May was a cold, colourless month. The sunny days of June finally enticed the budding oriental poppies and lupins to display their beauty. I had to cut lots of bamboo stakes in an effort to reinforce their stance against the late gales! My Jerusaleum sage (Phlomis fruiticosa) is incredible and has spread itself flamboyantly on both sides of the bank. Overnight, it burst into a mass of rich yellow flowers and has cheered me up immensely. It contrasts brilliantly with the purple flowers of comfrey – this was a most exciting accidental liaison

The kitchen garden has again been a tedious affair – the alternation between extreme wet and extreme dry is definitely not good for vegetable growing. Cool night temperatures have also interrupted growth: even the lettuce seems to be standing still. I planted my all time favourite early potato ‘Home Guard’ in old compost bags in the polytunnel and kept piling any old compost in on top to encourage extra tuber growth. It has been an easy method which has proved surprisingly productive. I am enjoying a generous harvest of delicious good-sized spuds with no blight problems for once and very little scrubbing required. Of course the traditional butter and salt is a must but I also enjoy them with a blob of natural yogurt enhanced to perfection with freshly chopped Moroccan mint or spearmint. Coriander has almost come to an end – it always thrives better in the earlier part of the season. Any sowings that I make now seem to quickly run to seed. I will collect and sow some of this ripened seed in August with the hope that it may provide a late autumn or early spring harvest. My Greek oregano is so lush I end up using it in everything and anything: since my delicious dill died it has become my substitute flavour in egg dishes!
I have green and bronze fennel growing everywhere: it makes a superb ornamental foliage plant. Unfortunately I am not too fond of the flavour; anything aniseedy reminds me of liquorice and how I deplored it as a child. I found those long black liquorice shoelaces doubly disgusting: I could never understand how anyone would enjoy chewing on that rubbery substance! I do have a plant of liqourice (Glycyrrhiza glabra) in the tunnel: it is related to the pea and bean family but has never flowered. It is the root which provides the candy extract which unfortunately for me has a whole list of health benefits. I however prefer the cocoa bean extract. Give me chocolate any day!


West Kerry Live end May June 1, 2015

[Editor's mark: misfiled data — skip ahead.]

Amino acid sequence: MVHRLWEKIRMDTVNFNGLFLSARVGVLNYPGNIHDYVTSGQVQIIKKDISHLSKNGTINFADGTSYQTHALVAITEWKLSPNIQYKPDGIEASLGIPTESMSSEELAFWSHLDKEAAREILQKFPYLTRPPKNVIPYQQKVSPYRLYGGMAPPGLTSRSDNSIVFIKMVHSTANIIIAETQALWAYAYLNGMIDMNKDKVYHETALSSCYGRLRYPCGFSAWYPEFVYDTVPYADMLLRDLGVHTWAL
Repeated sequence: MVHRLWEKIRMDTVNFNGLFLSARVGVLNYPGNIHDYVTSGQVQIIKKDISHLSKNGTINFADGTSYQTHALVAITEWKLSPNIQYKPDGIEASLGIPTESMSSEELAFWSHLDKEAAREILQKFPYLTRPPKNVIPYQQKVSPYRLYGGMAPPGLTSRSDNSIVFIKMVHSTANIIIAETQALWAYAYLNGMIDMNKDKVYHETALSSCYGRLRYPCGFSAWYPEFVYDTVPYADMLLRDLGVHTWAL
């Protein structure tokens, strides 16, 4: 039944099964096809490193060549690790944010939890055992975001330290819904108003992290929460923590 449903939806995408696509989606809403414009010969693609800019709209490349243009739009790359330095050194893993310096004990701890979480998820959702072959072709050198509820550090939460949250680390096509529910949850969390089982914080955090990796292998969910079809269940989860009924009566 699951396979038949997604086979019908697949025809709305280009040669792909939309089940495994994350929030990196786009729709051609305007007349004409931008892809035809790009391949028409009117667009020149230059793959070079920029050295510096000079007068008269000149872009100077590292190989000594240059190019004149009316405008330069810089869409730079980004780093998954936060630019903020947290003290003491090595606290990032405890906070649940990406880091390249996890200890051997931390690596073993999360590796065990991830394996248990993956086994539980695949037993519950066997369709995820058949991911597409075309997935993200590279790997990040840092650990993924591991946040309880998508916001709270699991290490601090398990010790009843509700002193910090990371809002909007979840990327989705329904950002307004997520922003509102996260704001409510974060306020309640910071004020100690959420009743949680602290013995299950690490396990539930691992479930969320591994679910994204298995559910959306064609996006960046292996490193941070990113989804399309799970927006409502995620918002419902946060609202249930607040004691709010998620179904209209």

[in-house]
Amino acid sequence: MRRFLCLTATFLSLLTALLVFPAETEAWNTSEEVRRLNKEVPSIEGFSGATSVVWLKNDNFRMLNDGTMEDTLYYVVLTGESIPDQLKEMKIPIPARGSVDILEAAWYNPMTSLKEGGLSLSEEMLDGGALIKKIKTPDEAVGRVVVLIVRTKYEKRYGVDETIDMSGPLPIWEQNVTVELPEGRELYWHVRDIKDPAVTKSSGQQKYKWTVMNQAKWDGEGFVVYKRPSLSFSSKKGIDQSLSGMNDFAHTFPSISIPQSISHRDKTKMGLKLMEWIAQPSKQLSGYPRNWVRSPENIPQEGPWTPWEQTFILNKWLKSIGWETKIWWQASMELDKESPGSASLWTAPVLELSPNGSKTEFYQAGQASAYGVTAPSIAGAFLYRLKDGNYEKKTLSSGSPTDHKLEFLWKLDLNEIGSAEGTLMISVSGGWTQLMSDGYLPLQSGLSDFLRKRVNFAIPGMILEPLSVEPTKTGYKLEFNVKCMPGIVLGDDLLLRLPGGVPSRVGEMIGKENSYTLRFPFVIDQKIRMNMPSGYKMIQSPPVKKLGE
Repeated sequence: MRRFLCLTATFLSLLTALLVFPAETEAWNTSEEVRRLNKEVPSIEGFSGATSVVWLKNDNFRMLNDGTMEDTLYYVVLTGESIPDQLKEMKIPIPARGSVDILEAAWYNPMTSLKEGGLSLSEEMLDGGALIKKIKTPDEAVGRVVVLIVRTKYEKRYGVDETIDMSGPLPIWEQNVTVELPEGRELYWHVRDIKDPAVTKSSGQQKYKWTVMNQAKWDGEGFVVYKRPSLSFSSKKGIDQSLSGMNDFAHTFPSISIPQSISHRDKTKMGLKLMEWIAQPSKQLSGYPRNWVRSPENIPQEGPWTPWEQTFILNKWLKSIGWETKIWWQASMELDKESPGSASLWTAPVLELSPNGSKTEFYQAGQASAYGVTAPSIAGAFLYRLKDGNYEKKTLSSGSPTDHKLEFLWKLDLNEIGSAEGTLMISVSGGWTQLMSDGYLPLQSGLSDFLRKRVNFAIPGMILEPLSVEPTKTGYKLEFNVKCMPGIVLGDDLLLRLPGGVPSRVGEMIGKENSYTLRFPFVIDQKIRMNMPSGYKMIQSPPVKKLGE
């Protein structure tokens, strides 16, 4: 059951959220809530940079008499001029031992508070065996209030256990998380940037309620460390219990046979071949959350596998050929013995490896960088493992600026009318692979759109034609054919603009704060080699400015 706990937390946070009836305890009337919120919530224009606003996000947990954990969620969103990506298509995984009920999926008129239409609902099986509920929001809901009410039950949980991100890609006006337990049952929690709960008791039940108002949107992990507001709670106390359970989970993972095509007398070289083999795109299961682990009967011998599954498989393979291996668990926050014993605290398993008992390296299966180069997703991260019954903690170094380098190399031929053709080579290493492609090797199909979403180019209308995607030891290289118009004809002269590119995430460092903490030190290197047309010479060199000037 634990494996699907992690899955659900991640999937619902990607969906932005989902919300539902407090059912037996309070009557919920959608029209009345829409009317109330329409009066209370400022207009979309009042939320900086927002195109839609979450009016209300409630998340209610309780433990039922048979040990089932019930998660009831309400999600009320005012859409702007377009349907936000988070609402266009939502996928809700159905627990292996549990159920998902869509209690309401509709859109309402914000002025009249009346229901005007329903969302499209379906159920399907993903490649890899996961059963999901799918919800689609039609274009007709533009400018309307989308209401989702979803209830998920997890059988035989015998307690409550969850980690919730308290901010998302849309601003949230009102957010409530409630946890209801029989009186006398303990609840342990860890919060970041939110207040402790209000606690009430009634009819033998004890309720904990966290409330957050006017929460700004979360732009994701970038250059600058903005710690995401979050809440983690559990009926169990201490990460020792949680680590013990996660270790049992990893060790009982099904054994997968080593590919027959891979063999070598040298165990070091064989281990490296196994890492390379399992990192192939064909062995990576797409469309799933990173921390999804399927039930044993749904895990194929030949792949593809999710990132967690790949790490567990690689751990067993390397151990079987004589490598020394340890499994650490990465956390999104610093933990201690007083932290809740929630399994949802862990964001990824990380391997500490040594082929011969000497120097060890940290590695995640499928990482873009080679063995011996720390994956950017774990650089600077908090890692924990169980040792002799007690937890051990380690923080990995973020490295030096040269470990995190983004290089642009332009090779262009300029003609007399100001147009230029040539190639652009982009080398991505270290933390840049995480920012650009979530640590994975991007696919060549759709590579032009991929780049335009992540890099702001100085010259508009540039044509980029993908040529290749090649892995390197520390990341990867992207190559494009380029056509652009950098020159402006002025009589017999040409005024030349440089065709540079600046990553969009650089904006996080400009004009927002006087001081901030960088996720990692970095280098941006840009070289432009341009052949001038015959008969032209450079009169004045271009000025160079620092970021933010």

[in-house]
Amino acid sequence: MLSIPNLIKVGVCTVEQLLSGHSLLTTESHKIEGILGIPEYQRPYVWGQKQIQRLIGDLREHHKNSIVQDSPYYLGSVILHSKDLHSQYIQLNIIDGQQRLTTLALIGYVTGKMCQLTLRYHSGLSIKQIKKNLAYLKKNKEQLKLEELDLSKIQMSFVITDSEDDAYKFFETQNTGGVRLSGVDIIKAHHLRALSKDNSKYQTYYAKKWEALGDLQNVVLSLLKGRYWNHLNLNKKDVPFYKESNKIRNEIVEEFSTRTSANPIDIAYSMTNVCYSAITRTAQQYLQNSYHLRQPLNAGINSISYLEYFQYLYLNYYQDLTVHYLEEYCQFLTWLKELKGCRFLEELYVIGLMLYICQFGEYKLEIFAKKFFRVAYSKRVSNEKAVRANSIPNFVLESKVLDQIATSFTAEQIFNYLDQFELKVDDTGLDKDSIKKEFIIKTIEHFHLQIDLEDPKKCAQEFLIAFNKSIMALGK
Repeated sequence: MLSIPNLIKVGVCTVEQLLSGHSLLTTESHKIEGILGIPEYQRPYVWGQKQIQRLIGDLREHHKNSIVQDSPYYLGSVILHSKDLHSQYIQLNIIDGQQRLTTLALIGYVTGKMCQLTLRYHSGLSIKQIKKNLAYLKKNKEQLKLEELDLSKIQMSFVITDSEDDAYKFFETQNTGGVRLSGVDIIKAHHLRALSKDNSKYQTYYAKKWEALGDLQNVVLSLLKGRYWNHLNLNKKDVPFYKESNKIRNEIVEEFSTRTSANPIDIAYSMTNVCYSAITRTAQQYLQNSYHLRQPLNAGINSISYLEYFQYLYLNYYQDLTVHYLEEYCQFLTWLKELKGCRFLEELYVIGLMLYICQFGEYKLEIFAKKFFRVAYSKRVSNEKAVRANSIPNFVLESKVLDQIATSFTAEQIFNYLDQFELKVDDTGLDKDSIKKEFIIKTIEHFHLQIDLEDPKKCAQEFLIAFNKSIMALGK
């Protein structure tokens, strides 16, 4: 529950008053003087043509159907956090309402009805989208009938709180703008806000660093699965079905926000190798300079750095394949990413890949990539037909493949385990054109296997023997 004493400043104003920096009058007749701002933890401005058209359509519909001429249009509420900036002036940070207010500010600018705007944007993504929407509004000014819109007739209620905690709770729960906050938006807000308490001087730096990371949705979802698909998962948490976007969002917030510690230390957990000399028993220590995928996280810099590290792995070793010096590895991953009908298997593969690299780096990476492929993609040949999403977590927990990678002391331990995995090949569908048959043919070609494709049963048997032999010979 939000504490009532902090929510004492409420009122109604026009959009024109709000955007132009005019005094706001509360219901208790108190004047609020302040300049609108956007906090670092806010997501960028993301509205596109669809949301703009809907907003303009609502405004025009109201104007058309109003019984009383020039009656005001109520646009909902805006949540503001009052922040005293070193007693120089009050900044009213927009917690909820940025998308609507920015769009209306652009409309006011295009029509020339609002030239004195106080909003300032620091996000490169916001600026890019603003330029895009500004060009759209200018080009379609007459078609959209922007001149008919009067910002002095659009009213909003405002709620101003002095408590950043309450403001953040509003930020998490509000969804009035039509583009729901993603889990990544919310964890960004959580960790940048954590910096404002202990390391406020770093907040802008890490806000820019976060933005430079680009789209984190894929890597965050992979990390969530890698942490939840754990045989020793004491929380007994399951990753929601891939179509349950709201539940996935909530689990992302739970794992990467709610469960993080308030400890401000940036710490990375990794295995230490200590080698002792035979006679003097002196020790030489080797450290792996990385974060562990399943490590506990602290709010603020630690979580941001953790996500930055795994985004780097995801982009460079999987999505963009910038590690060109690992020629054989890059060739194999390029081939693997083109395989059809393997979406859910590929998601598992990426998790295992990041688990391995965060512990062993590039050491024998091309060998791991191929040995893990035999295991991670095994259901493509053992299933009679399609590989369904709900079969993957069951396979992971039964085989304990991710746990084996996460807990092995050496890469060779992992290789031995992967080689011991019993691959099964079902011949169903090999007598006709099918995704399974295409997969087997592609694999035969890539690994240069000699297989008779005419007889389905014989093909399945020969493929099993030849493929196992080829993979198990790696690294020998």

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wild garlic

The month of May has been treacherous where gardening is concerned.  Fluctuating temperatures have caused erratic growth and everything from seed sowing to planting out has been gravely affected. I have continued to cover seedlings in the polytunnel with fleece on chilly nights. This is usually a task I discontinue in April but it pays to be cautious especially when temperatures drop below 10ºC. Some of my precious seedlings such as clary sage disappeared overnight; only the stark stems remained – I could not find any slug on the raised bench so I am assuming the menace is some form of leafhopper perhaps a runaway flea beetle!  Covering with fleece is a barrier against these destructive pests. Thankfully attacks are a very occasional occurrence and damage can be minimised if detected on time. Tender vegetables such as cucumber, courgette and tomato have endured a testing time. It is wiser to delay planting these outside until early June when the winds have ceased and the temperature has stabilised- there will be a lot of catching up to do!

Young salad crops such as radish, beetroot and scallions should be thinned out to allow the crop to develop; these pickings can be tossed into salad to add another tasty dimension. Many of the oriental salad herbs like mizuna and mustard greens go to seed in dry, sunny weather. They prefer cooler temperatures so always plant them in a shady spot in rich, moist soil. Generous watering and feeding combined with regular cutting is important to prolong the yield!

Several years ago I left garlic cloves I had planted in the ground. They failed to develop into full size bulbs: no doubt due to another bad summer. Out of sheer annoyance I never dug them up: I just left them there expecting they would rot! Surprisingly, some survived to form two thick clumps which now provide me with ‘garlic scallions’ throughout most of the year. I shall enjoy the aroma of fresh garlic in my kitchen forever more! This story is a typical example of wild gardening! Sometimes a little neglect – or rather allowing nature to have its own way – can often produce unexpectedly good results. Many herbs such as oregano, salad burnet and fennel will re-seed: usually the spot they put down roots will suit them perfectly and they will thrive more so than the ones we plant meticulously in what we assume is the ideal location!  My self-seeded Greek oregano is just splendid growing haphazardly among the pebbles it is so abundant I think it no longer dreams of Greece and I love handing out bunches of it to all my visiting friends!